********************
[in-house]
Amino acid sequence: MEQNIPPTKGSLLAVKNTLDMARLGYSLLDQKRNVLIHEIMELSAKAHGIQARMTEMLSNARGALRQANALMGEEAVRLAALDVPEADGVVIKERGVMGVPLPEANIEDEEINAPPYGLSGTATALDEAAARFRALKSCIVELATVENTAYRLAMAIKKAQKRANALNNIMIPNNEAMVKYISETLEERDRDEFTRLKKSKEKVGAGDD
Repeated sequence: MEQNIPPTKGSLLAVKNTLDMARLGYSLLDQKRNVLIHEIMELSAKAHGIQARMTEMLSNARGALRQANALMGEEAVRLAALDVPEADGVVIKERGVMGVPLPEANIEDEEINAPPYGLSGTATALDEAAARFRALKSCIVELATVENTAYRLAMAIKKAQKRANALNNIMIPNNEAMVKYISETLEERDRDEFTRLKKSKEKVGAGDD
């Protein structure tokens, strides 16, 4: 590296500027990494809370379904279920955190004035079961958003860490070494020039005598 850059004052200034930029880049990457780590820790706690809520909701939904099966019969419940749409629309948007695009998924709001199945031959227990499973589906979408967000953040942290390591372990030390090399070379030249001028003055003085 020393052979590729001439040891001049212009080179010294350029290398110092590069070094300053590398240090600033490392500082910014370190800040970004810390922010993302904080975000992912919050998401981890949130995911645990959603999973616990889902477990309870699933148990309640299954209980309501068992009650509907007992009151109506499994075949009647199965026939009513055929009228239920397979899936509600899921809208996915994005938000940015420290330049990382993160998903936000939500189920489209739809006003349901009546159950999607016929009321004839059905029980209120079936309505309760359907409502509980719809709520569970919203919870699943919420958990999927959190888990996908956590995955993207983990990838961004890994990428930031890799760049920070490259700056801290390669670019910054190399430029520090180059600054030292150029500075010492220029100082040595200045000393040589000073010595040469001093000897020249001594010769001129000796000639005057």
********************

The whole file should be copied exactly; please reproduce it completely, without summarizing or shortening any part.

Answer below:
[in-house]
Amino acid sequence: MEQNIPPTKGSLLAVKNTLDMARLGYSLLDQKRNVLIHEIMELSAKAHGIQARMTEMLSNARGALRQANALMGEEAVRLAALDVPEADGVVIKERGVMGVPLPEANIEDEEINAPPYGLSGTATALDEAAARFRALKSCIVELATVENTAYRLAMAIKKAQKRANALNNIMIPNNEAMVKYISETLEERDRDEFTRLKKSKEKVGAGDD
Repeated sequence: MEQNIPPTKGSLLAVKNTLDMARLGYSLLDQKRNVLIHEIMELSAKAHGIQARMTEMLSNARGALRQANALMGEEAVRLAALDVPEADGVVIKERGVMGVPLPEANIEDEEINAPPYGLSGTATALDEAAARFRALKSCIVELATVENTAYRLAMAIKKAQKRANALNNIMIPNNEAMVKYISETLEERDRDEFTRLKKSKEKVGAGDD
């Protein structure tokens, strides 16, 4: 590296500027990494809370379904279920955190004035079961958003860490070494020039005598 850059004052200034930029880049990457780590820790706690809520909701939904099966019969419940749409629309948007695009998924709001199945031959227990499973589906979408967000953040942290390591372990030390090399070379030249001028003055003085 020393052979590729001439040891001049212009080179010294350029290398110092590069070094300053590398240090600033490392500082910014370190800040970004810390922010993302904080975000992912919050998401981890949130995911645990959603999973616990889902477990309870699933148990309640299954209980309501068992009650509907007992009151109506499994075949009647199965026939009513055929009228239920397979899936509600899921809208996915994005938000940015420290330049990382993160998903936000939500189920489209739809006003349901009546159950999607016929009321004839059905029980209120079936309505309760359907409502509980719809709520569970919203919870699943919420958990999927959190888990996908956590995955993207983990990838961004890994990428930031890799760049920070490259700056801290390669670019910054190399430029520090180059600054030292150029500075010492220029100082040595200045000393040589000073010595040469001093000897020249001594010769001129000796000639005057």